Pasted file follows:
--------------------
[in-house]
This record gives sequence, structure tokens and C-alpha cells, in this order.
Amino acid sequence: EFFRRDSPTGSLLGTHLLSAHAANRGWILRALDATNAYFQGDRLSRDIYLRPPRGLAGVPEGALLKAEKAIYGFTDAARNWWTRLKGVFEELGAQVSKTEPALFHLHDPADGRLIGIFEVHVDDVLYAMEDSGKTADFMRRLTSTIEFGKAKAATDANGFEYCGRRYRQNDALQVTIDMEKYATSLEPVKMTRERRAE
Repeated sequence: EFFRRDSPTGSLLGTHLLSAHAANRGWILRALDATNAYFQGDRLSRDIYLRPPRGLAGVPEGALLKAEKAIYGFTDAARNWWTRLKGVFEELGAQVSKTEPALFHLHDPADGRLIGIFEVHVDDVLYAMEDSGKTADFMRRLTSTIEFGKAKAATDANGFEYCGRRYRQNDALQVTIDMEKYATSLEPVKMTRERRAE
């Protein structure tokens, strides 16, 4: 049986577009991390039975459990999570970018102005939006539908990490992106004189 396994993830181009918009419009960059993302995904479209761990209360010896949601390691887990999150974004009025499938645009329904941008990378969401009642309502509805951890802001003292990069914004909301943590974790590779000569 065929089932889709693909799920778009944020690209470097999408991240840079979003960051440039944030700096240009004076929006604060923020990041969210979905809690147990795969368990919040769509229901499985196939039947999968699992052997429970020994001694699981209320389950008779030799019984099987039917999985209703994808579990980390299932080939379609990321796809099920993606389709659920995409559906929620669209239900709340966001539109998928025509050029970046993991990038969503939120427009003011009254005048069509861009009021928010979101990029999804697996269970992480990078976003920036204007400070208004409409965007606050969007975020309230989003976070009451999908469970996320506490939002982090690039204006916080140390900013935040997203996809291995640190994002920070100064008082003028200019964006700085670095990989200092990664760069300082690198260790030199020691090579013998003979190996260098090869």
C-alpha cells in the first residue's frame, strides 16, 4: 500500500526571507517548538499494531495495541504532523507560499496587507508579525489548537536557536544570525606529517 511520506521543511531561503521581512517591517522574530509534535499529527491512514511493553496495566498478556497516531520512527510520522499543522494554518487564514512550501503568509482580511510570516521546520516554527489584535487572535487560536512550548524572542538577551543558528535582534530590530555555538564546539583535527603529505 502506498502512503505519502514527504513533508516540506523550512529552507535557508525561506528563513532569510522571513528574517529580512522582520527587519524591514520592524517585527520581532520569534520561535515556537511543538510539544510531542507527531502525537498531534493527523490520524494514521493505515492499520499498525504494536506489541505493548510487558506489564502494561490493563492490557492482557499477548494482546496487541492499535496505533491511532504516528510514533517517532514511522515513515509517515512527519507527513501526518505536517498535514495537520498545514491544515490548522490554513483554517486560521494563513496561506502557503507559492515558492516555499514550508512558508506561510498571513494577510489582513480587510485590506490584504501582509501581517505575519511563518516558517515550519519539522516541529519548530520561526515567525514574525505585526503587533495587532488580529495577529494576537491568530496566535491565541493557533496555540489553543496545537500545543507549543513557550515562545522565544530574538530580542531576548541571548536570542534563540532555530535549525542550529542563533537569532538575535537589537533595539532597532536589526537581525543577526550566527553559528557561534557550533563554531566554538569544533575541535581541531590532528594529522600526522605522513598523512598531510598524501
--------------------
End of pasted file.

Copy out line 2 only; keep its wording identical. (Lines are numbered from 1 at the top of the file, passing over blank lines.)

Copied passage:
This record gives sequence, structure tokens and C-alpha cells, in this order.